CUPERTINO, California — 29 January 2016— Apple® today announced a voluntary recall of AC wall plug adapters designed for use in Argentina, Australia, Brazil, Continental Europe, New Zealand and South Korea. In very rare cases, affected Apple two-prong wall plug adapters may break and create a risk of electrical shock if touched. These wall plug adapters shipped with Mac® and certain iOS devices between 2003 and 2015 and were also included in the Apple World Travel Adapter Kit. Apple is aware of 12 incidents worldwide.


The recall does not affect any other Apple AC wall plug adapters designed for Canada, China, Hong Kong, Japan, United Kingdom, United States or any Apple USB power adapters.
 
Because customer safety is the company’s top priority, Apple is asking customers to stop using affected plug adapters. Customers should visit www.apple.com/support/ac-wallplug-adapter for details about how to exchange the affected adapters for new, redesigned ones.
 
An affected two-prong plug adapter has either four or five characters or no characters on the inside slot where it attaches to the main Apple power adapter. Visit the program website for more details on how to identify an affected adapter.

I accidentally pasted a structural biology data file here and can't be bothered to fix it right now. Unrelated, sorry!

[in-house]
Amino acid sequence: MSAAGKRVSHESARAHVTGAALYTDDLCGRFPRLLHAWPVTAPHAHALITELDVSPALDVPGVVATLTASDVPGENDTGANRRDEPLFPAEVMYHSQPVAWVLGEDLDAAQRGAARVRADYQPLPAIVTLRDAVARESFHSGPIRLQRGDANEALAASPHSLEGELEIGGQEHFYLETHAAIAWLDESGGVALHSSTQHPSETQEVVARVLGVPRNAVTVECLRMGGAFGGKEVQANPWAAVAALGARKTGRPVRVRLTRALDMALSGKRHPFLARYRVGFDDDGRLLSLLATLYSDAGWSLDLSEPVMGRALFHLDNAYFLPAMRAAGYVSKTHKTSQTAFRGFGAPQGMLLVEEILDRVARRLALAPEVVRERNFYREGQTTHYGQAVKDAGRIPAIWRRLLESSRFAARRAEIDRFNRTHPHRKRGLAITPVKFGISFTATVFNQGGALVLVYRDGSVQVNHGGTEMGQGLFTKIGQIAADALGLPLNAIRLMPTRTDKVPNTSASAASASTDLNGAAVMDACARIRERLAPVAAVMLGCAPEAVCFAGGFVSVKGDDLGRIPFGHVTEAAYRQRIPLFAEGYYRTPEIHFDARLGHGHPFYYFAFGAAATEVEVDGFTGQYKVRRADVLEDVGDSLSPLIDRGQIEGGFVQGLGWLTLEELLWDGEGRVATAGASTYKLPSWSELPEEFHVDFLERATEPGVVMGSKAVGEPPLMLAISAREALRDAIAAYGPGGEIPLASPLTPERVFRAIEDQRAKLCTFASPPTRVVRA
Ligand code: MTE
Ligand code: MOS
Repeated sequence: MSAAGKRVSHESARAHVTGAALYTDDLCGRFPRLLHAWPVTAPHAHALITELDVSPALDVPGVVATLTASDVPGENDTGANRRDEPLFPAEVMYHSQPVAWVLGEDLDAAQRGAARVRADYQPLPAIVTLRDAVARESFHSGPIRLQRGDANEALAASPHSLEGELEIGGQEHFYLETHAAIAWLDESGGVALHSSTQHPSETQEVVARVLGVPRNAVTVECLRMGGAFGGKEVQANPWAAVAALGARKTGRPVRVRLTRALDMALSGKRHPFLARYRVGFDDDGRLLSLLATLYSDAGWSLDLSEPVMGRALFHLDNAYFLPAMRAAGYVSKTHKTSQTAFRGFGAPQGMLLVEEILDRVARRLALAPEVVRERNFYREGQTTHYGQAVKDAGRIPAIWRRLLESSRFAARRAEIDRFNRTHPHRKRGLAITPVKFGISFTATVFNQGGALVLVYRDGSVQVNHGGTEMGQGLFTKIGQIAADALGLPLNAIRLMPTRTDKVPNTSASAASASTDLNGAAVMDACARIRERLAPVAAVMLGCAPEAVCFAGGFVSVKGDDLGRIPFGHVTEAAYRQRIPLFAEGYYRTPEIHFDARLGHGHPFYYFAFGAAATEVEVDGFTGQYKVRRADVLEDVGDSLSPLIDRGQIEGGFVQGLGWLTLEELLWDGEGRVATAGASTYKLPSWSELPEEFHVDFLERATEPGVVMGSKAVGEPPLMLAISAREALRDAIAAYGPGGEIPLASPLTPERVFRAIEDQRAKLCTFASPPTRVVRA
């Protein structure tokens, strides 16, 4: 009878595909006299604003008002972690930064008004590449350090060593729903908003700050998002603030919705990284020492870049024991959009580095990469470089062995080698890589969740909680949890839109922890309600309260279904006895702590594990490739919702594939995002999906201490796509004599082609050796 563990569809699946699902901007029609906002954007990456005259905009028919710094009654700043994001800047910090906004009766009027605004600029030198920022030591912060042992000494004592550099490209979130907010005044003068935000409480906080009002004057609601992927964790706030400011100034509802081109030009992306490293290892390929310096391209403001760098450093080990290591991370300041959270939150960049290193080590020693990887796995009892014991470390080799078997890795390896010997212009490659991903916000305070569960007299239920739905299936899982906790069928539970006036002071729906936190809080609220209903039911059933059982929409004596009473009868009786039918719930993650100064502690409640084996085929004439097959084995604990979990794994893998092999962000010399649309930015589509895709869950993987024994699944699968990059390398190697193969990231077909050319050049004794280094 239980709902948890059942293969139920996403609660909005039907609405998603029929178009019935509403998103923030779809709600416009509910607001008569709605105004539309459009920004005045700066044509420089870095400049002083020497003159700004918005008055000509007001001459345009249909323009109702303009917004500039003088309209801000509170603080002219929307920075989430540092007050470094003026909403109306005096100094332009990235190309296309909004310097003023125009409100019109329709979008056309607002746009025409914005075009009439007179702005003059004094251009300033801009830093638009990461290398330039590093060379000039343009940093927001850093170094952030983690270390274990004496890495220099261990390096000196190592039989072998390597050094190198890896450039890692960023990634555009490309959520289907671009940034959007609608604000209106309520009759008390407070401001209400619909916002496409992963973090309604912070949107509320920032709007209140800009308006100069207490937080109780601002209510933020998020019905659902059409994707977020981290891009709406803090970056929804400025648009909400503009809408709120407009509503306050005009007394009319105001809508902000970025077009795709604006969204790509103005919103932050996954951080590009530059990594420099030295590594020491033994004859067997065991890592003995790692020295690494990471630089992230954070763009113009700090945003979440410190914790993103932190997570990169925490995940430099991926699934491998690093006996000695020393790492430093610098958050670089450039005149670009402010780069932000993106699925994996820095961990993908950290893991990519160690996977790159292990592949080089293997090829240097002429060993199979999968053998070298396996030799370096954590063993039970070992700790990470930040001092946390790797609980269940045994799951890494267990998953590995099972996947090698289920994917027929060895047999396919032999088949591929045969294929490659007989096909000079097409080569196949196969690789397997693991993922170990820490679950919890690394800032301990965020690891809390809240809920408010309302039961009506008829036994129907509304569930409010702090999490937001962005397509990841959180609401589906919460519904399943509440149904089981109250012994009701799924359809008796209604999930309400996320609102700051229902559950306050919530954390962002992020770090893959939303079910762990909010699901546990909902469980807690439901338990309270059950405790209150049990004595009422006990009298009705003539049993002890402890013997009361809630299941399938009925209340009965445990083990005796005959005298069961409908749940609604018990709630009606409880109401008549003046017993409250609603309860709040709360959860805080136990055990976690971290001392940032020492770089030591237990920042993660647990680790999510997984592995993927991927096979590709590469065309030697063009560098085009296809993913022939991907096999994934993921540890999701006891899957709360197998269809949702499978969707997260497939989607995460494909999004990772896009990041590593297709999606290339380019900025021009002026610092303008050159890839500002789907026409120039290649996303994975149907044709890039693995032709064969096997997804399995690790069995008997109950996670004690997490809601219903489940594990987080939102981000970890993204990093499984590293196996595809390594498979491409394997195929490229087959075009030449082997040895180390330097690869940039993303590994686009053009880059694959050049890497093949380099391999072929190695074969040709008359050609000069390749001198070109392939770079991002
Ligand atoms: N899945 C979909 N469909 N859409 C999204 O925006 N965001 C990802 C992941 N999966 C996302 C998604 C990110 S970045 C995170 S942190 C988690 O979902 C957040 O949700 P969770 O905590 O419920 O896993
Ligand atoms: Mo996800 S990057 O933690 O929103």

Vinyl From The Vault: Gilles Pellegrini 12 Hits No.76

An ongoing series showcasing less common albums and their covers

French pop covers record – no. 76 in the series. No year displayed but given there’s covers of Elton John’s Nikita and Lionel Richie’s Say You Say Me, it was released circa 1986-1987:

gilles-pellegrini-12hits-no.76

Dune Turns 50: Is It Still Relevant?

illustdnEarlier this year, Frank Herbert’s  “Dune” celebrated fifty years since it was first published in novel form – it had previously been serialised in Analog magazine from 1963. My first exposure to the Dune universe came through the David Lynch movie, and I got my first copy of the first book shortly after that. As a teenager, I found myself reading the book as a novelisation that wasn’t written by Alan Dean Foster. Over the next decade or so, the novel was on my high rotation – I read it at least every other year – and I started to discover the other themes and ideas.